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I haven’t written much lately because, these days, it’s just seeming like so much more of the same. Dad’s been back for three weeks now – about the same length of time between the last two rehab stays – and his primary care doctor is scrambling a bit to keep his system in balance. In the process, though, I’m beginning to see signs that Dad might be working toward an acceptance that it’s more likely he’ll be getting worse in the near future than getting better.

The primary problem continues to be managing the dance between heart and kidneys. Dad’s blood pressure continues to trend low, with the systolic (“top”) number sometimes dropping into the high 70s, while his heart rate is running high – possibly in a futile effort to build the blood pressure back up. And he’s starting to feel it more – previously not a problem – with periodic waves of lightheadedness when he stands (or, when he bends over – exactly how he fell in the bathroom last week). The doctor has taken him off the water pill he’d been taking to help keep water from accumulating in his lungs and ankles, leaving it to us to observe whether problem conditions develop over the next two weeks before the next appointment. If the ankles swell or breathing problems return, Dad’s supposed to take one of the pills and call the doctor’s office. The reason: his kidney numbers had gotten worse, and having to process less water could help them recover some.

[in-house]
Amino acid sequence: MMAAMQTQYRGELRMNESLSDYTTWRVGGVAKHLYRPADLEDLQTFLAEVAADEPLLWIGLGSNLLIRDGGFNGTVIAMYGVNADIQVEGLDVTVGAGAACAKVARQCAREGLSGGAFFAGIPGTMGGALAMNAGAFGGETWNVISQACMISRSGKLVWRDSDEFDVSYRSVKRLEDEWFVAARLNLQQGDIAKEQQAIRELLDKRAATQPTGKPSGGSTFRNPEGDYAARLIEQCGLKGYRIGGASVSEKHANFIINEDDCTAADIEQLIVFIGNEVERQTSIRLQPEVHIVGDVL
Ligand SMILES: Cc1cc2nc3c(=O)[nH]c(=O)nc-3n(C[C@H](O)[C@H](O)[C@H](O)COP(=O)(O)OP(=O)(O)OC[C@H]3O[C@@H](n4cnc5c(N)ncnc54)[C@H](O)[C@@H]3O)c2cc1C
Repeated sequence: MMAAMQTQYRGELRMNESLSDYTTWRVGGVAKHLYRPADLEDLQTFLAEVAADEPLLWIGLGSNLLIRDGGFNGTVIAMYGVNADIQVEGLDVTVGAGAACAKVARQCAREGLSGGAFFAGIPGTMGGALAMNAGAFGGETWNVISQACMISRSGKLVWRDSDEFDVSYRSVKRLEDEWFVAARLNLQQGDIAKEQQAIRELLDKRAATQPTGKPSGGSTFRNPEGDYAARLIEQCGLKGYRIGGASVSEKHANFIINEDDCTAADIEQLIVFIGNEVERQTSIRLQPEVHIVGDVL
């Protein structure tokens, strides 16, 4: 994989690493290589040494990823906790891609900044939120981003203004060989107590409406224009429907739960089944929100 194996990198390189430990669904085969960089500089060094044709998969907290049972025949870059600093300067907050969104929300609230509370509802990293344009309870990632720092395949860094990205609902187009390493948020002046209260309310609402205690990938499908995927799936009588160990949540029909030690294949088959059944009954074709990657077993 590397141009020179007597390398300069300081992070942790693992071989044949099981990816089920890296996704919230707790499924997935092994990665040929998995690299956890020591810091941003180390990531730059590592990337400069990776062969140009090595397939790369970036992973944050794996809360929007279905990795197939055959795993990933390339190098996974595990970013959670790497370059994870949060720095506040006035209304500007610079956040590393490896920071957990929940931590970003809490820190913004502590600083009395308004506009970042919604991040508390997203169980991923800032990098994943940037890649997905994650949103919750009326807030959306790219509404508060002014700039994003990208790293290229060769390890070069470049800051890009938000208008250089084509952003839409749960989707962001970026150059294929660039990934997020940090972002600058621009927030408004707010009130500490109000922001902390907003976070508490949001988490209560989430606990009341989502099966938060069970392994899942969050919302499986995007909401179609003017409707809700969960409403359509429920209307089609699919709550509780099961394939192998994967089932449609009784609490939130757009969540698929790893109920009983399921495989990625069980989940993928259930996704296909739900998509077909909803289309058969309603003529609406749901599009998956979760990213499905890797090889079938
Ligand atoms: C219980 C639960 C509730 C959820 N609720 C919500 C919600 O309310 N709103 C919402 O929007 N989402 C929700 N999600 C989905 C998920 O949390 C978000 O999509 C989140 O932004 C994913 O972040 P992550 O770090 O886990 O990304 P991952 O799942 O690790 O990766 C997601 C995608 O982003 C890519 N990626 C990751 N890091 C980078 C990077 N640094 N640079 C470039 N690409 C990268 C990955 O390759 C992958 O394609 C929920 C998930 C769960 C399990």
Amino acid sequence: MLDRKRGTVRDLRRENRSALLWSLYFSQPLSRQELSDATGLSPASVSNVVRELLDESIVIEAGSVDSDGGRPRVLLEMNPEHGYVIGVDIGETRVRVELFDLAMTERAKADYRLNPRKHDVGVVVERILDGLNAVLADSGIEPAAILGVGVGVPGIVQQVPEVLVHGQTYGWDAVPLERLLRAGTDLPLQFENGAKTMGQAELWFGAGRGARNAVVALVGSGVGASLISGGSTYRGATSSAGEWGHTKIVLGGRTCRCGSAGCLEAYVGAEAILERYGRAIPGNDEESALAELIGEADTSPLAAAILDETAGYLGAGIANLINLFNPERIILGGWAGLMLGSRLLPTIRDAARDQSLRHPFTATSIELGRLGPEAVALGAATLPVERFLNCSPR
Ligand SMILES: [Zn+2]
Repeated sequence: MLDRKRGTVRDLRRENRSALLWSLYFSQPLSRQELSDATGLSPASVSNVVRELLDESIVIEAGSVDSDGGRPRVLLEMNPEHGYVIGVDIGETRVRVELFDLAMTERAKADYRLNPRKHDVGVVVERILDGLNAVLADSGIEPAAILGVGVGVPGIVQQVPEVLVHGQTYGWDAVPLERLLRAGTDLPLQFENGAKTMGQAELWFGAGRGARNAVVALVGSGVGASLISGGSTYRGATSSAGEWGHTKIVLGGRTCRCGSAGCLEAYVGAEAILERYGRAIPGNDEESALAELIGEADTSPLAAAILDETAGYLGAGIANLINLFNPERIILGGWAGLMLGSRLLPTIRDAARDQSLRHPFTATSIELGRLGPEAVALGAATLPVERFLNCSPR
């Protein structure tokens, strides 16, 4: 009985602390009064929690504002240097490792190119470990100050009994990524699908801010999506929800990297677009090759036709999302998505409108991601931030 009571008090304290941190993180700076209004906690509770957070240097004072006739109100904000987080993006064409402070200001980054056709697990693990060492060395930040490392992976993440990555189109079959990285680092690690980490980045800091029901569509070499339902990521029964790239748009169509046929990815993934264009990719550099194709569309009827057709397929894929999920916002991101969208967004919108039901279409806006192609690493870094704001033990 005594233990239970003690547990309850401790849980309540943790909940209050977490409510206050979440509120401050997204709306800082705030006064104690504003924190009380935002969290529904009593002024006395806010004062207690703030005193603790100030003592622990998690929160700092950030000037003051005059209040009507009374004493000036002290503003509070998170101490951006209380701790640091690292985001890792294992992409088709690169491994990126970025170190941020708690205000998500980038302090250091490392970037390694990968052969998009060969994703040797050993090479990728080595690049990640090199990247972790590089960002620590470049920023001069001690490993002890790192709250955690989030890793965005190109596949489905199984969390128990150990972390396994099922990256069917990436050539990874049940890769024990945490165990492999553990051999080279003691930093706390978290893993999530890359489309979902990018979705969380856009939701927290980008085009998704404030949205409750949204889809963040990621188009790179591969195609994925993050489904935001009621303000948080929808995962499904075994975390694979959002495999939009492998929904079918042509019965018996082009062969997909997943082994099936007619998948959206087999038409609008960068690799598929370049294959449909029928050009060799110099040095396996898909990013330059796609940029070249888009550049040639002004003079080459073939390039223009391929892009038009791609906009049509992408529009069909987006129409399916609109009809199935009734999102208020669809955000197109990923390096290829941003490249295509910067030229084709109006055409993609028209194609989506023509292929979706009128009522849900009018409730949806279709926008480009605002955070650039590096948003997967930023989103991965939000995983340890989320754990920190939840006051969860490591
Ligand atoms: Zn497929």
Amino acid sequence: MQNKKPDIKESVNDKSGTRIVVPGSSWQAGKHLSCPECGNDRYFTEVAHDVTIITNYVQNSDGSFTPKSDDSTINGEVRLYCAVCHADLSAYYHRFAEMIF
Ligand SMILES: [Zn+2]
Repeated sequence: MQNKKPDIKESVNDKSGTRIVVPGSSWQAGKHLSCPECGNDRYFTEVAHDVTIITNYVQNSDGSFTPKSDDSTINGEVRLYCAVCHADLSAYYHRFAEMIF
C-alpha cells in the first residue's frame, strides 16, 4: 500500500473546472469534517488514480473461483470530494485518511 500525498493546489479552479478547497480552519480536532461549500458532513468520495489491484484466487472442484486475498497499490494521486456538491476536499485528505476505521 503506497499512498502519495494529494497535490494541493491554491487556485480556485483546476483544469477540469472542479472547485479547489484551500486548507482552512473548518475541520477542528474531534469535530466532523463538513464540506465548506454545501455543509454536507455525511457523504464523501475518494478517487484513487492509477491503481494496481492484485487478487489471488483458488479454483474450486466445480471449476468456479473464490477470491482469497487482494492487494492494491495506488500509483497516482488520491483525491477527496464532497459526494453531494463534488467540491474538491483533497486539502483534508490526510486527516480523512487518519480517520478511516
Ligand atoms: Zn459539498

In the meantime, his energy level is declining along with his appetite. And this afternoon he complained of a “belly ache.” He says it feels like he’s constipated. My brain instantly turned to questions of whether it might be some sort of ulcer, or if his new stomach med might be the cause. This led to a 20-minute consultation with Dr. Internet, which indicated that the med can, in fact, cause stomach pain in some users. We’ll see how he does overnight, and start the phone game with the doc’s office tomorrow, if need be.

My sister arrives tomorrow night for a week-long visit that both Dad and I have been looking forward to. I don’t think I’m being over-dramatic, though, when I wonder if this might be a last visit for the two of them – and if he might be wondering the same thing. We went out to lunch yesterday, and twice he mentioned how he really couldn’t complain about his current aging condition, because of all the wonderful memories he had been able to accumulate throughout his 88 years. It was a summing-up kind of statement that made me think he’s been thinking more about his current state than I might have thought, otherwise. But it also made me glad to see how, even in his extremely wobbly, cane-dependent state, he remains the same glass-half-full kind of guy that, for better or worse, he’s always been.